Saturday, 3 August 2013

Fort Cornwallis

George Town as a capital city

The Malays called the city Tanjong Penaga after the large hardwood trees that grew aplenty here. The British called it Cape Penaigre and mapped it was such in early maps of Penang. This was initially renamed after the ruling British monarch and was spelled as George Town, then as Georgetown, and now we are reusing the initial spelling, George Town, and sometimes initialled as G.T.

Fort Cornwallis as a non economical and wasted British fortress

Fort Cornwallis is a British fort in Penang at Tanjong Penaga. It was made partly using the blasted remains of the Malacca fort, A Famosa. The fort is not so high but high enough than the average Malay man. It is not that imposing or scary and does not make the hair stand. It is quite a benign fort, and looks neat in place.

The main entrance to the fort faces the padang. There is an amphitheatre in the centre which was built later, and the walls all round the fort have an earthern platform (ramparts). The convict cells are on ground level and are nearest the clock tower and Light Street. The chapel is at the corner nearest the court building outside. There is an access door at Fort Road, and another small access door facing the Esplanade - they were probably for bringing in convicts or goods, or getting rid of the dead in the secrecy of the night. There are a few wagons and big wagon wheels on display inside the fort.

Francis Light had the fort built without first obtaining consent from Lord Minto in India. Francis Light went ahead to have the fort built by the newly arrival of Indian convicts. He did not wait for Lord Minto's reply to his request. He was impatient and disregarded company rules when he built the fort. Even after the fort was ready and Lord Minto visited to see the fort for himself, he thought is was a waste of money of the East India Company coffers. Lord Minto was displeased with Francis Light and the fortress.

Francis Light and his mistress Martina Rozells lived in a house near Church Street before moving to another house whose grounds are now occupied by the St Xavier's Institution. Suffolk House is further up on Ayer Itam Road, beside the Methodist Boys' School (MBS), and close to the Al-Mashoor Boys' School. Francis Light and Martina Rozells had five children, including William and Mary. William resembled his father; Francis Light's statue is actually that of his son. This was because there was no photo of Francis Light when his statue was to be made, and sculptors had used his son's photo to create the father's statue.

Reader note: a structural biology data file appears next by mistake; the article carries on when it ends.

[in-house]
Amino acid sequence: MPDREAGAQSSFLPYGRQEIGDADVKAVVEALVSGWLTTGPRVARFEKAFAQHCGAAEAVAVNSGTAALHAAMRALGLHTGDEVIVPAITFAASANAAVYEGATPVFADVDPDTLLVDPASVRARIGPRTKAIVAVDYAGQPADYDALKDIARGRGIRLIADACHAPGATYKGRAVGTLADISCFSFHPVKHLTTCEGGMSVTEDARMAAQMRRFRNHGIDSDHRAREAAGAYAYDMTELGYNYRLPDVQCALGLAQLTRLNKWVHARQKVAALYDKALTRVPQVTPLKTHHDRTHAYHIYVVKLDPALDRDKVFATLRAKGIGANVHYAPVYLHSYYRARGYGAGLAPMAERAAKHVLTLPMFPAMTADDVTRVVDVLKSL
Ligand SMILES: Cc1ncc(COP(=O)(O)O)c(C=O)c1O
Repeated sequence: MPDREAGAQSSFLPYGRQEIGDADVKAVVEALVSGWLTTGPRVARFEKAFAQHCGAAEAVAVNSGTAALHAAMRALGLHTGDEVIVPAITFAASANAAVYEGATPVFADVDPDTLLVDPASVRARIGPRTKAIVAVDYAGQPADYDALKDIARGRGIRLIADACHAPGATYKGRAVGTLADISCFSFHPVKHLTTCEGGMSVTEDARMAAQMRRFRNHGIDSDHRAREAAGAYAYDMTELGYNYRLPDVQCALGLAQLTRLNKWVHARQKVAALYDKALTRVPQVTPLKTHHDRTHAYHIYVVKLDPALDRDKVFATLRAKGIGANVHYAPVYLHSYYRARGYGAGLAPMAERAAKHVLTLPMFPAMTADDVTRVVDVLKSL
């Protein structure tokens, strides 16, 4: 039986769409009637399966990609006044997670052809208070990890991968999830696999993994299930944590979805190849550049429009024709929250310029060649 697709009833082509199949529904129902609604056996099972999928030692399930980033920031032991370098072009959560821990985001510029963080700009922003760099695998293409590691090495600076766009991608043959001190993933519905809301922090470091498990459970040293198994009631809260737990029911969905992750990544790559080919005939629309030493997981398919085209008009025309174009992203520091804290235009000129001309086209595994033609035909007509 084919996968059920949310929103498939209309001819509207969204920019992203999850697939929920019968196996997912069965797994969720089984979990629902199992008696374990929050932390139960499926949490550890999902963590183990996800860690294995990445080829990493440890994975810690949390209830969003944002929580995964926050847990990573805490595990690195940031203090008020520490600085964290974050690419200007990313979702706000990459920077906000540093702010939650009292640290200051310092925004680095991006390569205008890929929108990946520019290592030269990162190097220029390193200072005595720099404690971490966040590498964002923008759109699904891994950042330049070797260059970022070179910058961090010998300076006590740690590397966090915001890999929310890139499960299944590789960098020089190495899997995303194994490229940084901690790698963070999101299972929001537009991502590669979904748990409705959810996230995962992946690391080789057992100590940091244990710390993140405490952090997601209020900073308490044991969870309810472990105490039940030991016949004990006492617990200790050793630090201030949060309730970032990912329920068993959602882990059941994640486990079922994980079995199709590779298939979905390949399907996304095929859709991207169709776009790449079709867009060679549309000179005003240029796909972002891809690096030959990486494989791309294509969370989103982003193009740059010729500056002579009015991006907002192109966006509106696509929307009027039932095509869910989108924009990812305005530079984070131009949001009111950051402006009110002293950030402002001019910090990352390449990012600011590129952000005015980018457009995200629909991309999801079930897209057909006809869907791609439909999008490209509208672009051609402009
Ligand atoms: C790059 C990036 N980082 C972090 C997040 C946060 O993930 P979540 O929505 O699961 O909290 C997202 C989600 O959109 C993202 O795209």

After Francis Light died of malaria on Penang island, Martina Rozells remarried to another English man. The wedding took place in the chapel inside the fort. It was the first marriage there.

Francis Light is interred at the Christian cemetery at Northam Road in George Town, quite close to the sea. There are various graves here. Francis Light's cuboid grave bears his name. Most of the graves here are run down and uncared for.

Seri Rambai the Dutch VOC canon

An elaborate Dutch VOC canon is also present at one corner of the fort, nearest the Esplanade and Town Hall. There are Jawi inscriptions on the Dutch VOC canon. I tried to decipher but can't get the story right. If I understand it right - it seems that the Dutch VOC canon was gifted (menghadiahkan) to the Malay sultan (Maharaja Sri Sultan) and his warriors (panglima). But who was the sultan then in Malacca during Dutch VOC era? Were the Dutch communicating with any of the Malay sultans?

Why was the name Seri Rambai given to the Dutch VOC canon? Buah rambai is a tropical fruit and the fruits appear in clusters. The buah rambai flesh is see-through - like fetus in amniotic fluid! Yes, they look like fetus in amniotic fluid!
Meriam Seri Rambai - a beautiful Malay name for the Dutch VOC canon
The Seri Rambai Dutch VOC canon seated solo, facing North Beach and North Bay, Penang, which opens beyond to the vast Indian Ocean, and Thailand, Burma and northern India.
Affandi tried to decipher the Jawi inscription on Seri Rambai, the Dutch VOC canon
Seri Rambai, the Dutch VOC canon at Fort Cornwallis in Georgetown, Penang; did it come from A Famosa in Malacca?
VOC emblem on the 17th Century canon, Seri Rambai - this is such a beautiful canon.
Mysterious Jawi inscription on the Dutch VOC canon. The bigger story behind the Jawi inscription tells the canon was gifted to the Sultan of Johor and was brought to Batavia in Java. It was to be brought back to Malaya when the Johor ship carrying the canon went aground in the Straits of Malacca. The canon was later recovered by the British and was laid here at Fort Cornwallis. There maybe other versions of this story.

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